Duterte open to dropping infrastructure projects for more COVID-19 funding
President Rodrigo Duterte is open to dropping infrastructure projects scheduled this year to free up funds for COVID-19 response, his spokesperson Harry Roque said on Thursday.
The government plans to spend over ₱1 trillion this year on various construction projects, in keeping with the administration's promise to usher in a "Golden Age of Infrastructure" and fill the country's needs for longer and wider roads, convenient train systems, and bigger airports and seaports, to name a few.
But that plan may now be shelved with the COVID-19 pandemic wreaking havoc on the local and global economy.
"Ang mensahe ng Presidente, gagamitin natin ang pondo ng taumbayan. Kung kinakailangan, sabi nga po ng Presidente noong Tuesday, ititigil niya ang lahat ng infrastructure projects kung kinakailangang gastusin ang pondo ng bayan para magkaroon ng pagkain at iba pang pangangailangan ang ating mga kababayan," Roque told reporters on Thursday.
[Translation: The President said we will use taxpayers' money. As the President said last Tuesday, he will stop all infrastructure projects if we need to spend the public funds to provide food and other essentials to our fellow Filipinos.]
This is contrary to Finance Secretary Carlos Dominguez III's previous remarks that the "Build, Build, Build" program — which includes 100 big-ticket priority projects — will not be downgraded even with the rampaging coronavirus, as it is being counted on as the "fuel" for the local economy to bounce back from this year's slump.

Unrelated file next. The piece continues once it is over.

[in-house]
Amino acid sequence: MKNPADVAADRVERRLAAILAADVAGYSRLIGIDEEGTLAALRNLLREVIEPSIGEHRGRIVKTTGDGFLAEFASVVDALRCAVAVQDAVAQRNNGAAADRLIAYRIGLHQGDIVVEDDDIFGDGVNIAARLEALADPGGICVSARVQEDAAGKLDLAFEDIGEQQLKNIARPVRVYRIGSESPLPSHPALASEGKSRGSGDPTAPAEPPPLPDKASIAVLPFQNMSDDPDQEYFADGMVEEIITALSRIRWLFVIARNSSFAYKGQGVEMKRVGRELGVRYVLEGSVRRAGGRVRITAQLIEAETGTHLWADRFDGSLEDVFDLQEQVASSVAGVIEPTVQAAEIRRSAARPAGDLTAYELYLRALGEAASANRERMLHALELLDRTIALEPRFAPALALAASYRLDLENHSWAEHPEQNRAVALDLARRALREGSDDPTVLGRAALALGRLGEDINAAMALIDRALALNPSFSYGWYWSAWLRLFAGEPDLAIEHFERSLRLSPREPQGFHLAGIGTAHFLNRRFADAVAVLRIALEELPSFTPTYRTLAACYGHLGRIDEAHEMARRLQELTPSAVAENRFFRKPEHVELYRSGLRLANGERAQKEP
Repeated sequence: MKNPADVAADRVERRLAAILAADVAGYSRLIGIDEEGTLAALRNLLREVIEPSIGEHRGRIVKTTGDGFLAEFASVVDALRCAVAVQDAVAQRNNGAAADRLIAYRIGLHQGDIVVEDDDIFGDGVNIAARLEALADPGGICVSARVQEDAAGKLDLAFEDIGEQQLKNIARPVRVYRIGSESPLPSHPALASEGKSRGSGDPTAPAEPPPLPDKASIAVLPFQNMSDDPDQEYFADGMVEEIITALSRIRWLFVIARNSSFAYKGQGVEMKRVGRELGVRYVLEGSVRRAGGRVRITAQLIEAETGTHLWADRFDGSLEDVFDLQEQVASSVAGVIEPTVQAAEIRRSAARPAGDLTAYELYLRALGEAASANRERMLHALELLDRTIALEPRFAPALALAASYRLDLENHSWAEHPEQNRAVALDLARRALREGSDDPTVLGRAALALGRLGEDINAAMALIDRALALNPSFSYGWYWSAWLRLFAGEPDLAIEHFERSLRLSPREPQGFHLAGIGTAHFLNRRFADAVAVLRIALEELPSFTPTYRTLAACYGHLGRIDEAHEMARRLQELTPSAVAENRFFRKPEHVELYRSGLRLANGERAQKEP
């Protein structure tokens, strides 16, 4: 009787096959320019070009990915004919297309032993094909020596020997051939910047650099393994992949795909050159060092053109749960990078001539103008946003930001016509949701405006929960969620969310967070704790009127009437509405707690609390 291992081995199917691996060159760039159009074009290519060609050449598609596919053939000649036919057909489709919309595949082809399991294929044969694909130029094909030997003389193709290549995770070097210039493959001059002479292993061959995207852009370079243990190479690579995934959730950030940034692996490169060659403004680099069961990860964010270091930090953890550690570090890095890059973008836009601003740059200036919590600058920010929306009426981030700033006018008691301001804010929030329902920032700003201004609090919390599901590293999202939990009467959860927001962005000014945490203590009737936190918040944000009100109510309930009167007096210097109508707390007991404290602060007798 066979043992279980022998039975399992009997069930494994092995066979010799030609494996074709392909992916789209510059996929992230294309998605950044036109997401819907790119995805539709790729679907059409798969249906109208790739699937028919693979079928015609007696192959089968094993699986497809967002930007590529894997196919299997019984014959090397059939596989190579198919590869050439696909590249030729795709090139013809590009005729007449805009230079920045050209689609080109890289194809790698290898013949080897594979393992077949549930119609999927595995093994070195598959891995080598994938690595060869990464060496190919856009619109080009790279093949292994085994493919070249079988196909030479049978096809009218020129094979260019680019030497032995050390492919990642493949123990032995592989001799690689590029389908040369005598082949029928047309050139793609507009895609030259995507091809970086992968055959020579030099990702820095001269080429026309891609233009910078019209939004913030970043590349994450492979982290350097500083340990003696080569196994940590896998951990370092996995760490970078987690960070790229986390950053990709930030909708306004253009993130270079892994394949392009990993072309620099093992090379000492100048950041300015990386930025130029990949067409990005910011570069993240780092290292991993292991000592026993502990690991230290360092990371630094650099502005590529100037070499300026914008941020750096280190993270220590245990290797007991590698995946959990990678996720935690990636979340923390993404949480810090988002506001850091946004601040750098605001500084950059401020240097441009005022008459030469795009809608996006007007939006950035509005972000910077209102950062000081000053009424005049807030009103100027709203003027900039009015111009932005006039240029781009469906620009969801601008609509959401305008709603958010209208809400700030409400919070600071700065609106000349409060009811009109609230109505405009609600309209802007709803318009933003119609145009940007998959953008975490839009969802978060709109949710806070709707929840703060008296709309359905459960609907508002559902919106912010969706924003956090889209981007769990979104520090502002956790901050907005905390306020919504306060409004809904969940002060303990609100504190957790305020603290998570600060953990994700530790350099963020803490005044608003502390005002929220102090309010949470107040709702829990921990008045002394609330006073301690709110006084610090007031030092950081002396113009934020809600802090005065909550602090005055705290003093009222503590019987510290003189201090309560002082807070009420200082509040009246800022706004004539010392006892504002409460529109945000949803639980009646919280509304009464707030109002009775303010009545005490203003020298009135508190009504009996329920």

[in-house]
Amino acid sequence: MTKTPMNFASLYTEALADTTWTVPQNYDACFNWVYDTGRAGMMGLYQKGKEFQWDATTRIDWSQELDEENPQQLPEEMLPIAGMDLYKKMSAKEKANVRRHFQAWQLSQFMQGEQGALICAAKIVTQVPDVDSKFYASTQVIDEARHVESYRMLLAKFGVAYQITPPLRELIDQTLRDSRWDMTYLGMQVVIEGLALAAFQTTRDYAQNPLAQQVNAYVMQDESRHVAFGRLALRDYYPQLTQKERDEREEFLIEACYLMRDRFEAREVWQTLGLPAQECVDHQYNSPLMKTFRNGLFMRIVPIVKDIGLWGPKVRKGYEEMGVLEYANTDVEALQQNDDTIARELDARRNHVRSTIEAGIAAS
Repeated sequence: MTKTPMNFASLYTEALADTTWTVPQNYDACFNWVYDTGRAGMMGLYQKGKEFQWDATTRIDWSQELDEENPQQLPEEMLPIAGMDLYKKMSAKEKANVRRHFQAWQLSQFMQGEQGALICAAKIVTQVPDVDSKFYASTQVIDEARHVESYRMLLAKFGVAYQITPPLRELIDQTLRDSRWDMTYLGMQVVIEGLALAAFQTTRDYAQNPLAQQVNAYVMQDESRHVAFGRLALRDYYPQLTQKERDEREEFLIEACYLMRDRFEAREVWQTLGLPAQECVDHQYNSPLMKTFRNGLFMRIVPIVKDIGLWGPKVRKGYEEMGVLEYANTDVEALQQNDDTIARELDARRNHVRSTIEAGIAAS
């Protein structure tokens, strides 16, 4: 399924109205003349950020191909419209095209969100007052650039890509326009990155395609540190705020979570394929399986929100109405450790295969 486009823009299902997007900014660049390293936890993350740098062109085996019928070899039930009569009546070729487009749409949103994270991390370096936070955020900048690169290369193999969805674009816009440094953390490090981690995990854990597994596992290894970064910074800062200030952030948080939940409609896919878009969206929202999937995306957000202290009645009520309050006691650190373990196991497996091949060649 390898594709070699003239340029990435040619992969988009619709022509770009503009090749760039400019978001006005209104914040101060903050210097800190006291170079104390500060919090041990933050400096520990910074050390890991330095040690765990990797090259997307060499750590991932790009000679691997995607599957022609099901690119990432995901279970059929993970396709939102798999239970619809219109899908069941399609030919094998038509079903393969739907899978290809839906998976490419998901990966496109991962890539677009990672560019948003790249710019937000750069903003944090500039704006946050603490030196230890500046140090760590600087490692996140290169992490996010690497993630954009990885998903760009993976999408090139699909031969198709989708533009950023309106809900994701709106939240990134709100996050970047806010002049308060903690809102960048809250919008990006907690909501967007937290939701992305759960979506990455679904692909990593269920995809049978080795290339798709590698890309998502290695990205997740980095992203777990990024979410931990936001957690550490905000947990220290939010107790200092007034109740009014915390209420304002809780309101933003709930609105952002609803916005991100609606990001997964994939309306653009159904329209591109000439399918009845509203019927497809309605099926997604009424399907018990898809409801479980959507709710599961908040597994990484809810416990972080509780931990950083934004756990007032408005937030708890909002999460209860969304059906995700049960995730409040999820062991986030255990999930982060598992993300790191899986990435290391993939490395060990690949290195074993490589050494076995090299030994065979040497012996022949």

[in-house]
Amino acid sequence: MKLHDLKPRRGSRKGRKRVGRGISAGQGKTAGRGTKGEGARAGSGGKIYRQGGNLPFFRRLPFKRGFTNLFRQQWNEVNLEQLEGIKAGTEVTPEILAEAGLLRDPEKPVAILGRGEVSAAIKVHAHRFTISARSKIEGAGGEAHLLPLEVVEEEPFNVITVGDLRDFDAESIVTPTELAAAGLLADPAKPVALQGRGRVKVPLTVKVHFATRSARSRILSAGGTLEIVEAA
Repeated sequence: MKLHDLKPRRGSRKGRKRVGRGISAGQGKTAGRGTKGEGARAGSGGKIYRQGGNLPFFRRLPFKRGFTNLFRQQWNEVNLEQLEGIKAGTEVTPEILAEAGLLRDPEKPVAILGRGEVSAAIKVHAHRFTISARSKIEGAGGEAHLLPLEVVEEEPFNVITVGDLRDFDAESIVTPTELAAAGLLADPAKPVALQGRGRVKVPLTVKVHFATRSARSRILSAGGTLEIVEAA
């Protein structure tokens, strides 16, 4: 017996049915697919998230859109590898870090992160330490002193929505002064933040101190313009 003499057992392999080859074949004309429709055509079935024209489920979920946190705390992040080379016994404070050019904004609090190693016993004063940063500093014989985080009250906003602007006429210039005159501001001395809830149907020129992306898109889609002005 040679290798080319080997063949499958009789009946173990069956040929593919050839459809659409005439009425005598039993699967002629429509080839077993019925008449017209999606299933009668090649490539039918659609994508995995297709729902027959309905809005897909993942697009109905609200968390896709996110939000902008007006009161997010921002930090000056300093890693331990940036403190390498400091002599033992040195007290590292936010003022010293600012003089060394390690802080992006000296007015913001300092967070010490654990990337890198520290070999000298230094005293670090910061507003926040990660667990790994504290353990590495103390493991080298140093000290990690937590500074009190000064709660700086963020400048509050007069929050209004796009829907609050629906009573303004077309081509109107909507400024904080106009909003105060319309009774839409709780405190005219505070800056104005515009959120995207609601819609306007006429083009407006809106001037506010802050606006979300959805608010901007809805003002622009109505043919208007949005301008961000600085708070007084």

The Transportation Department earlier offered to realign some ₱11 billion from projects under its watch to give way to coronavirus aid.
The government has earmarked about ₱200 billion for two-month cash subsidies for 18 million poor households, hoping it would tide them over while the Luzon lockdown keeps them away from their jobs. Other forms of cash aid have also been extended to displaced laborers, overseas workers, and small businesses.
The Finance Department laid out a ₱1.17-trillion response plan made up of a mix of cash and non-cash measures meant to soften the economic impact of COVID-19. Bulk of this will be sourced from loans — specifically, $5.7 billion will be borrowed from foreign lenders as emergency money.
Apart from this, Duterte also ordered to sell government assets to generate more cash, mentioning the Cultural Center of the Philippines and the Philippine International Convention Center in particular.
These two spaces usually host art exhibitions and large conferences, graduation rites and other events. The PICC's forum halls are currently being used as a quarantine facility for suspected COVID-19 patients.
Roque added that Duterte is also looking at generating resources by selling the prized pieces of jewelry seized from the family of the late strongman Ferdinand Marcos to recover portions of the money he stole from the state when he was in power. He clarified that even before the pandemic hit, that was already being studied by the state.
Roque also thumbed down Senator Imee Marcos' call for the Philippines to halt debt payments for now to have more cash to spend for COVID-19 relief, saying such a move would do more harm than good to the economy.